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Davos 2016: a window into a rapidly changing world

Image: Melinda Gates, co-founder of Bill and Melinda Gates Foundation attends the annual meeting of the World Economic Forum (WEF) in Davos, Switzerland January 22, 2016. REUTERS/Ruben Sprich.

Aron Cramer
President and Chief Executive Officer, BSR
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Davos Agenda

Last Thursday night in Davos, New York Times columnist Thomas Friedman opened a climate dinner, hosted by We Mean Business and CDP, by saying, “Most of the dinners I do in Davos are bad news dinners. This is a good news dinner.” The group of 75 people erupted in applause, which was directed at the companies, organizations, and public officials who helped make COP21 a success, and specifically at Christiana Figueres, the executive secretary of the UNFCCC.

This year’s World Economic Forum Annual Meeting was the first major gathering of the people who made the Paris Agreement and the Sustainable Development Goals a reality. There were, in fact, several times when the architects of those agreements were saluted in Davos last week.

But as Figueres herself said last week, “COP21 was the easy part.” So Davos this year—for those of us focused on business and society—was one part celebration and one part sobering reminder of work yet to do. This comes against the backdrop of the worries about China’s economy, technological disruption, and the refugee crisis plaguing Europe.

Davos 2016 was another window into a world that is changing rapidly, and not moving in a linear manner. Much talk was about how incumbent companies that shape the world in 2016 will manage to remain equally influential in the next two decades.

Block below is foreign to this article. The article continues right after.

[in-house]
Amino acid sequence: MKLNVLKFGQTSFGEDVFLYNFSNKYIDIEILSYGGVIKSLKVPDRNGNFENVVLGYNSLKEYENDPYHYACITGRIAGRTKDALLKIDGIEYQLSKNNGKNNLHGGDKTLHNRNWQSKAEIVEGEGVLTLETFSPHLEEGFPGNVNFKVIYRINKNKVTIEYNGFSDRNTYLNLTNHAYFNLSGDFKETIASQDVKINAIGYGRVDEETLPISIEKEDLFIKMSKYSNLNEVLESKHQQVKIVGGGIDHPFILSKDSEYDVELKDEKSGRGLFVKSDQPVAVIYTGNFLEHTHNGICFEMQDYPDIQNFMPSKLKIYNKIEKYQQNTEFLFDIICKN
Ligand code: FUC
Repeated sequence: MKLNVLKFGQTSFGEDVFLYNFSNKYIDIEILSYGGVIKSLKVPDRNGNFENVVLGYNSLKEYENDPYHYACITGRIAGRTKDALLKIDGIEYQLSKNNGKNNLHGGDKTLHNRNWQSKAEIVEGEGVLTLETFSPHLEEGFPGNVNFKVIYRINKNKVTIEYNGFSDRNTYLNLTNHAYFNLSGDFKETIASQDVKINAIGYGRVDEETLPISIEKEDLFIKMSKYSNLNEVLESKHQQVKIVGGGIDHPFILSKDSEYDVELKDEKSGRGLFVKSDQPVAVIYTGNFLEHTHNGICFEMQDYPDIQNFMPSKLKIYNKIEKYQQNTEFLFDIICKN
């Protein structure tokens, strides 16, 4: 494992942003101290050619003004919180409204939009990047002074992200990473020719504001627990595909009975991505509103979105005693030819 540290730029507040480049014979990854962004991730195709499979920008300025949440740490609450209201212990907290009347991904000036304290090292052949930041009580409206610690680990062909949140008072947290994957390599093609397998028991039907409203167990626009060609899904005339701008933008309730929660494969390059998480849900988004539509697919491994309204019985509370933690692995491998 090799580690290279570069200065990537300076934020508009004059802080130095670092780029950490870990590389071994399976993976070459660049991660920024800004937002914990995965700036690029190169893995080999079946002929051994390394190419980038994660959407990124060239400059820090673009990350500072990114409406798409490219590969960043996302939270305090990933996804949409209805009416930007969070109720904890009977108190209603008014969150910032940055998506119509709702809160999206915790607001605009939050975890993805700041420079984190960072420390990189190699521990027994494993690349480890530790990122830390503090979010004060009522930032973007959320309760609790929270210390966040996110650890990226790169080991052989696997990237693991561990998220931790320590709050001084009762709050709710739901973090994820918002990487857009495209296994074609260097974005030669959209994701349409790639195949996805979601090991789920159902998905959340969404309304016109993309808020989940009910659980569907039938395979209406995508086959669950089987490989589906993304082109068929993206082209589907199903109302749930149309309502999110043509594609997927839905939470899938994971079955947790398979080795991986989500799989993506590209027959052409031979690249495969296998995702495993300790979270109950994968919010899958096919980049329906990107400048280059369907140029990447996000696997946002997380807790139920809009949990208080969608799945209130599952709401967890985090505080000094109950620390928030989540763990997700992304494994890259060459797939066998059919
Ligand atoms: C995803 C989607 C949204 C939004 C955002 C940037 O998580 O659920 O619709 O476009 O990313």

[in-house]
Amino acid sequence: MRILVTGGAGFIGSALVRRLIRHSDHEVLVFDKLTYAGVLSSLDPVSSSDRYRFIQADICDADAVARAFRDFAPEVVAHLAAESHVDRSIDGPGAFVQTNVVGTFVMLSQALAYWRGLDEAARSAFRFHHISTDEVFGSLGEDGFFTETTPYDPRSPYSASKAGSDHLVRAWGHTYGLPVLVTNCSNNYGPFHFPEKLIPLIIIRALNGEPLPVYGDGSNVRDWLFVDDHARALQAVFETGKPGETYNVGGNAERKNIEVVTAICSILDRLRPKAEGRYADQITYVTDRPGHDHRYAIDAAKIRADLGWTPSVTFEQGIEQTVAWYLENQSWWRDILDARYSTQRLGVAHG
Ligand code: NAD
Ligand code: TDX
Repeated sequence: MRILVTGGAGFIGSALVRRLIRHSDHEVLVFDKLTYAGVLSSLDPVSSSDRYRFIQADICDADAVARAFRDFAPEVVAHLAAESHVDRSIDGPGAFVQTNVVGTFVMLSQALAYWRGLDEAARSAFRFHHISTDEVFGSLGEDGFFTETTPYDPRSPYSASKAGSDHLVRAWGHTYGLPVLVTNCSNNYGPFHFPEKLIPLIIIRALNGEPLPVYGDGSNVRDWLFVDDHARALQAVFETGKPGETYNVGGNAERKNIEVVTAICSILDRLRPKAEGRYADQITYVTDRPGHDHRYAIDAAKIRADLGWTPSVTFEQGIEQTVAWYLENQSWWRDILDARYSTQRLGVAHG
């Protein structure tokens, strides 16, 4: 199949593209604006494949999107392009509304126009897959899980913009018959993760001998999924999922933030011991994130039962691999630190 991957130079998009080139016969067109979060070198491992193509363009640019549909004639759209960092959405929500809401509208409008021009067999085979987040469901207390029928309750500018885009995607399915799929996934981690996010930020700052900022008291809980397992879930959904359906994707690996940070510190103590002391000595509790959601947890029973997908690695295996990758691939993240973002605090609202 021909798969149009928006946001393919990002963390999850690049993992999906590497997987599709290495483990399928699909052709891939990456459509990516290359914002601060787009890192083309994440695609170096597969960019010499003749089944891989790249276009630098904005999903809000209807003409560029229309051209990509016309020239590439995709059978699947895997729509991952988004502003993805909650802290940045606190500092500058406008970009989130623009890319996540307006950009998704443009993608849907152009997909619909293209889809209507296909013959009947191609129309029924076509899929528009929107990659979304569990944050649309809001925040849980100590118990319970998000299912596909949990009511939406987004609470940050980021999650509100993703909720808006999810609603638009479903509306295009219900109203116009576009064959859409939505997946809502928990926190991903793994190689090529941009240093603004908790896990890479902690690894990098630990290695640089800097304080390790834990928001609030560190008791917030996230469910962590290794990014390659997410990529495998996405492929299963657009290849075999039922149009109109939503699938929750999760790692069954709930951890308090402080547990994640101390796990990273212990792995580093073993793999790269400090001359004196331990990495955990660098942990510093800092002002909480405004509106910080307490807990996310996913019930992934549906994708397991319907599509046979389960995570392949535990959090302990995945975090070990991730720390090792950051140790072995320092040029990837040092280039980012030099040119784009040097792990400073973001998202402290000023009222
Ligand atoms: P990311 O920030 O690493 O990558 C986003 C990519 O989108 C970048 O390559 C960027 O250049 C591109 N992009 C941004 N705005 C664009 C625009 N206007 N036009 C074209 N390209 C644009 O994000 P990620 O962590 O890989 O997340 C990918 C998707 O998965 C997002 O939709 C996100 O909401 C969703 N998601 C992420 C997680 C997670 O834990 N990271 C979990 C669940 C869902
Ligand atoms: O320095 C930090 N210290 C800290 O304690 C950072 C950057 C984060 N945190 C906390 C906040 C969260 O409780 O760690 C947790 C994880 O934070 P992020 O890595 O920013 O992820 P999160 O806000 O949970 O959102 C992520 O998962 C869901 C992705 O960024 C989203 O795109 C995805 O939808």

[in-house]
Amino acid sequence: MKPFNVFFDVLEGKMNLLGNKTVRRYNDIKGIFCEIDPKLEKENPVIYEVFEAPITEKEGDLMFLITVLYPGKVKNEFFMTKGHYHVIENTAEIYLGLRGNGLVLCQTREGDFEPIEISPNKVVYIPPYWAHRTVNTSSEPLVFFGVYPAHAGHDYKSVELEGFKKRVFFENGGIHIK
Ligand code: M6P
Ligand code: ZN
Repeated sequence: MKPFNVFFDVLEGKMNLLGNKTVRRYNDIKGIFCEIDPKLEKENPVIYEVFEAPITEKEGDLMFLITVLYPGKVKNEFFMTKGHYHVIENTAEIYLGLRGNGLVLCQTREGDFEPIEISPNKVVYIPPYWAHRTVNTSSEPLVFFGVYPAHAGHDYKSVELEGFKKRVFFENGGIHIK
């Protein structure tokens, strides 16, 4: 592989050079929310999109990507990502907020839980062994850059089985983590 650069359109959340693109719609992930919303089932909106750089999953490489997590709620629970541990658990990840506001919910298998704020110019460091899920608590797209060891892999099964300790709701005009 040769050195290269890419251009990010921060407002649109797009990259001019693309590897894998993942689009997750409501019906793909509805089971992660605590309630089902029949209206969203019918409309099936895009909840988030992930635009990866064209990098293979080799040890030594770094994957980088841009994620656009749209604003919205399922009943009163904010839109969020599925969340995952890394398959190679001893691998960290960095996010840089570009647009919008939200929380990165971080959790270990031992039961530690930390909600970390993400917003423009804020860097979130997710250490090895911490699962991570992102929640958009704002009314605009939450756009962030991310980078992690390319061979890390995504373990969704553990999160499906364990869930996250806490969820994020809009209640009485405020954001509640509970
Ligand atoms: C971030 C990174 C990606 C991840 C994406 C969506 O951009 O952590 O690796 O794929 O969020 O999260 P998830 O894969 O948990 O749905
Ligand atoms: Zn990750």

More central to BSR’s work, though, it is stunningly clear that the world’s agenda as represented at Davos is also BSR’s agenda, and that of our member companies. Three topics came up frequently that resonate with our direction for the next few years:

-Women’s Empowerment: Davos reflected the absence of women in leadership positions, which continues to be a substantial challenge. Only 18 percent of Davos attendees were women, up from last year, but still too few—by a lot. That said, the importance of changing this was woven throughout the agenda, with strong leaders like Christine Lagarde, Sheryl Sandberg, Anne-Marie Slaughter, and Melinda Gates, not to mention dozens of less well-known women leaders, reminding all of us why and how this has to change, not only at the top leadership of global business, but in every corner of the world. BSR is continuing to advance both of these through our HERproject and a new women’s empowerment initiative.

-Inclusive Growth: U.S. Vice President Joseph Biden gave a stirring speech on the importance of enabling middle class progress and mobility. It was striking, because Davos tends to focus usually on the richest of the rich and the poorest of the poor. A somewhat old-fashioned call to address the needs of people who “work hard and play by the rules” was a powerful reminder that inequality leads to anger, which can lead to the xenophobic populism that was routinely decried by Davos Man and Davos Woman. BSR’s Inclusive Economy initiative, launched last year, is helping companies understand how they can address inequality and reach new markets by expanding opportunities and quality employment, even as the “Fourth Industrial Revolution,” this year’s Davos theme, takes hold.

-Climate Change: COP21 was a rallying point for businesses, governments, and NGOs on climate change. In 2016, the focus is shifting, and the world requires a more diverse array of steps. Businesses are busy translating their commitments into action, and we are working with our members individually, through our collaborative initiatives, and through We Mean Businessto advance business action. The policy game moves from international agreements to national and sub-national action. And movement on a price on carbon, which was never intended to be included in the Paris Agreement, will gain more attention this year, as China, California, and Canada make moves to join the EU in implementing a carbon price.

There is little doubt that Davos includes lots of over-the-top indulgence by the rich and powerful. But there is no single Davos, and “my” event included leading a dialogue between mining company CEOs and prominent NGOs; meetings with many BSR member companies, from Standard Chartered to Unilever to Microsoft; and planning with partners such as those in the We Mean Business coalition. There is little doubt that many of these discussions will lead to greater ambition in reaching 2015’s landmark objectives, so that 2016 builds—and extends—that momentum.

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